NYC Happenings: Far-Ranging Lucio Fulci Retro at Anthology
It’s not an entirely rhetorical question: if you showed a bunch of Lucio Fulci movies to audiences that had never seen anything by him, could they detect that they were all directed by the same person? I’m guessing they would, thus providing a kind of confirmation of the auteur theory that might have made Pauline Kael vomit.
What would be the giveaway, though? Would it be Fulci’s tendency to double down on shock tactics? After all, you know it’s a Fulci because he’s the only filmmaker who’d zoom in for a close shot on extravagant gore when others would cut away at the last second, or at least take care not to linger on all that ruined flesh. Oh, but Fulci avoids those kind of tasteful, faintly hypocritical, filmmaking traditions—in effect breaking taboos that you didn’t even know really existed until he broke them. To be clear, he was never anything close to being intentionally transgressive; in fact, he was the opposite in many respects as he wanted to make films that were nothing if not immanently watchable. The goal of his aesthetic wasn’t to offend. If he gave you a graphic image of impalement, it’s because he thought that’s what you wanted to see. Otherwise, why were you attending one of his movies?
So if you live anywhere near New York City, and would like to test some of these theories, you’ll be given the chance at Anthology Film Archives starting tomorrow and continuing through Halloween. “The Genre Terrorist: Lucio Fulci” is a retrospective that could have taken place in New York at any point in the past two decades—so, yes, this is well overdue in addition to being sorely needed. My impression is that Fulci only fully came out from the shadows in the past dozen years or so. Argento was already a living legend. People wrote books about the Bavas. In the U.S., Romero had the audacity to keep making movies. Fulci, though, had faded into the background except for the cultists and exploitation junkies. His rise was a gradual, post-mortem process, buoyed by the growing interest in giallo and the worldwide zombie craze across all media earlier this century. In the wake of the latter, Fulci’s underwater shark vs. the undead throwdown in Zombie became something of a twisted iconic moment.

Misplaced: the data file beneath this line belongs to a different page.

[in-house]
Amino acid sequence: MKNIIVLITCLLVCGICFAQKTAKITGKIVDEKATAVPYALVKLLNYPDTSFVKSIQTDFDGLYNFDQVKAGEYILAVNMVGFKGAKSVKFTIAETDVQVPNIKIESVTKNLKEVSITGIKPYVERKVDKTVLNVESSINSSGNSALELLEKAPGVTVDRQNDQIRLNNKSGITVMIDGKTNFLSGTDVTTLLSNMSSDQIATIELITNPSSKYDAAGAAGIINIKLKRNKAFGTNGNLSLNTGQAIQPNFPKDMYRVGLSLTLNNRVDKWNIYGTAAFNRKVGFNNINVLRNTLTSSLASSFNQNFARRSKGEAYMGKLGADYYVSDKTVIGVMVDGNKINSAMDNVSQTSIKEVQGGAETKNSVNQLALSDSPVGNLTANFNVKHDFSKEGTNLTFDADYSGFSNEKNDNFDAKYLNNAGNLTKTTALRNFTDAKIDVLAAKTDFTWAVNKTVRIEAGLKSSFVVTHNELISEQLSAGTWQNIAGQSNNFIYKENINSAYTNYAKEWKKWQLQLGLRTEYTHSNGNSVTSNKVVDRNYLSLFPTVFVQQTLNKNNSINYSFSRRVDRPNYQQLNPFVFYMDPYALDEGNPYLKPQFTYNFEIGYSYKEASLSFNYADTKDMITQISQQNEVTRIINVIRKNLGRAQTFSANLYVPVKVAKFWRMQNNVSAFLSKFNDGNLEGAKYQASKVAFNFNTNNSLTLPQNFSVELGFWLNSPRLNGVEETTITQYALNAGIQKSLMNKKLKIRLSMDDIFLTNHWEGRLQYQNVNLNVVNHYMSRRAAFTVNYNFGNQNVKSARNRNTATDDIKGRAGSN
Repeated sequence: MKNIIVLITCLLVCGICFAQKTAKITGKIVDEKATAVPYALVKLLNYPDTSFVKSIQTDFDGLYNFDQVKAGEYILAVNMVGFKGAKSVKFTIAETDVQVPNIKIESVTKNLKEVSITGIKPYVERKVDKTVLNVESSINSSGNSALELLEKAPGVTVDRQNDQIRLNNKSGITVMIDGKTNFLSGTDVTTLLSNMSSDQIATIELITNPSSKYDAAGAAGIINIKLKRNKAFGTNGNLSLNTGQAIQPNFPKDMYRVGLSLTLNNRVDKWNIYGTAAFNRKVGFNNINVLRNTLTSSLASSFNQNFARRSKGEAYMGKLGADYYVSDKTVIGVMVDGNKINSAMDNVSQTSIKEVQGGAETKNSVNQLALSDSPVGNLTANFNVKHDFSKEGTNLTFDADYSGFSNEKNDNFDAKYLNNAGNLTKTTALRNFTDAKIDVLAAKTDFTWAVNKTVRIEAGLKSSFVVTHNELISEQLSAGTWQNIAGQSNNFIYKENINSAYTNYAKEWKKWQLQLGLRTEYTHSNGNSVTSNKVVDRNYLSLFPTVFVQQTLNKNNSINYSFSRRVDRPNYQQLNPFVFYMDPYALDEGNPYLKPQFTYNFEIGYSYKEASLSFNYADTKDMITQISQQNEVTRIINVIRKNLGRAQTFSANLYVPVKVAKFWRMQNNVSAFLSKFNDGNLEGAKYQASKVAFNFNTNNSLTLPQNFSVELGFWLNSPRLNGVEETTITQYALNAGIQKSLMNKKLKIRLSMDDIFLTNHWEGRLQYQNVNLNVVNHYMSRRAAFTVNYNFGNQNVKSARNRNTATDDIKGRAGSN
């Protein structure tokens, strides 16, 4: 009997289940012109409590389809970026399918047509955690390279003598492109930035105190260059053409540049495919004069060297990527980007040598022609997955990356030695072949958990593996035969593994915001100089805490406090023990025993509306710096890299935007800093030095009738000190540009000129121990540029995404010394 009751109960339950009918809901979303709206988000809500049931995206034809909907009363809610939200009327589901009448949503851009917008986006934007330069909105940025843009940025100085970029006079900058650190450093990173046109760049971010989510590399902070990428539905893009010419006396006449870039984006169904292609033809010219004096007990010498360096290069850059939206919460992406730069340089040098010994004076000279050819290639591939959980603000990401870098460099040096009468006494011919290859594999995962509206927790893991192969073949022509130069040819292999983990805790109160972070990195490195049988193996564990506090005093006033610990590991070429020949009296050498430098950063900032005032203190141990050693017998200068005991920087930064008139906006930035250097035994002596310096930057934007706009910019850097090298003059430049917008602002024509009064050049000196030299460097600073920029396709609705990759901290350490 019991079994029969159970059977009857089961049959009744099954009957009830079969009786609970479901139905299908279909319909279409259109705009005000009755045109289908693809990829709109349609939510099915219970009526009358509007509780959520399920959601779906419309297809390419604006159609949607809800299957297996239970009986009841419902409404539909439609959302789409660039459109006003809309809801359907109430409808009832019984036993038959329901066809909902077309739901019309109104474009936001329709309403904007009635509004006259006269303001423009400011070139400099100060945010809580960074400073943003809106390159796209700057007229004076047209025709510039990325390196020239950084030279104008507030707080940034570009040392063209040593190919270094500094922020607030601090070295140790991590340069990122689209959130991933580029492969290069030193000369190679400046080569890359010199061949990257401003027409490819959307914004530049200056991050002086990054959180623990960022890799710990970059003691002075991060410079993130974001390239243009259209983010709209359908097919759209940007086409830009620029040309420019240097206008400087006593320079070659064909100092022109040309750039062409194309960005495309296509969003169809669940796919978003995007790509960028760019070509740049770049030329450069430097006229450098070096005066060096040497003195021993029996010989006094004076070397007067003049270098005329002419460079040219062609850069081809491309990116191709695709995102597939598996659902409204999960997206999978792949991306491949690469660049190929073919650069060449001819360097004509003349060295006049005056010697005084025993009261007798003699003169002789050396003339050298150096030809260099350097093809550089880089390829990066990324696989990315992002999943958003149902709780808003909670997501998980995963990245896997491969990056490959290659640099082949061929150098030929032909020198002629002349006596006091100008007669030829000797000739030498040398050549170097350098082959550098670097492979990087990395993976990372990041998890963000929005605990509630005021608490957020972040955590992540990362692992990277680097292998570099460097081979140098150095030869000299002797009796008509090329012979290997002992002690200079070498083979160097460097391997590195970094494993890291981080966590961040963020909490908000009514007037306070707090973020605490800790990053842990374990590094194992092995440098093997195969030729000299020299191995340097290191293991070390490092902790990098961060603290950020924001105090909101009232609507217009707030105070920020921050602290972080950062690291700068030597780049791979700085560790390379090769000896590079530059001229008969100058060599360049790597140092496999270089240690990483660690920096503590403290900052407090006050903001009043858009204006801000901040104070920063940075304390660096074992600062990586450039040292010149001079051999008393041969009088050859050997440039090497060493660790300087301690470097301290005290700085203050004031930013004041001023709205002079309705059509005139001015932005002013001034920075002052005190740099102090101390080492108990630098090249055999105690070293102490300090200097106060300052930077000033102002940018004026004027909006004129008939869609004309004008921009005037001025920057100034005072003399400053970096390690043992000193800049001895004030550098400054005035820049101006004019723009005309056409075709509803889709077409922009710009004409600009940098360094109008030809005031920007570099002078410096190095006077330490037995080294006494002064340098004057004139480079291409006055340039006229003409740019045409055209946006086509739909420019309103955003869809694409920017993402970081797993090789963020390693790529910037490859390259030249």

If you head to Anthology, you can be the judge of whether it still holds up as such. You can also find evidence to refute my claims, of Fulci not repeating the same aesthetic gestures. For surely the demented insanity of The New York Ripper is different than the gonzo insanity of Zombie. And both diverge sharply from the moody mystery of Don’t Torture a Duckling… and the measured creepiness in The House by the Cemetery… and the meta-film madness of Cat in the Brain… and the apocalyptic trippiness of The Beyond… and the compelling cheesiness of Manhattan Baby… and the ‘70s-saturated excesses of Contraband… and the would-be eroto-fantasy aspirations of Conquest.
Of course if you already know these films and take exception to my stylistic summaries, bring a Fulci neophyte with you and enjoy his or her response as the master lays waste to whatever genre he happens to be venturing into.
But don’t forget how lucky are you—to be in downtown Manhattan while watching The New York Ripper or Manhattan Baby on a big screen. Well… just wow.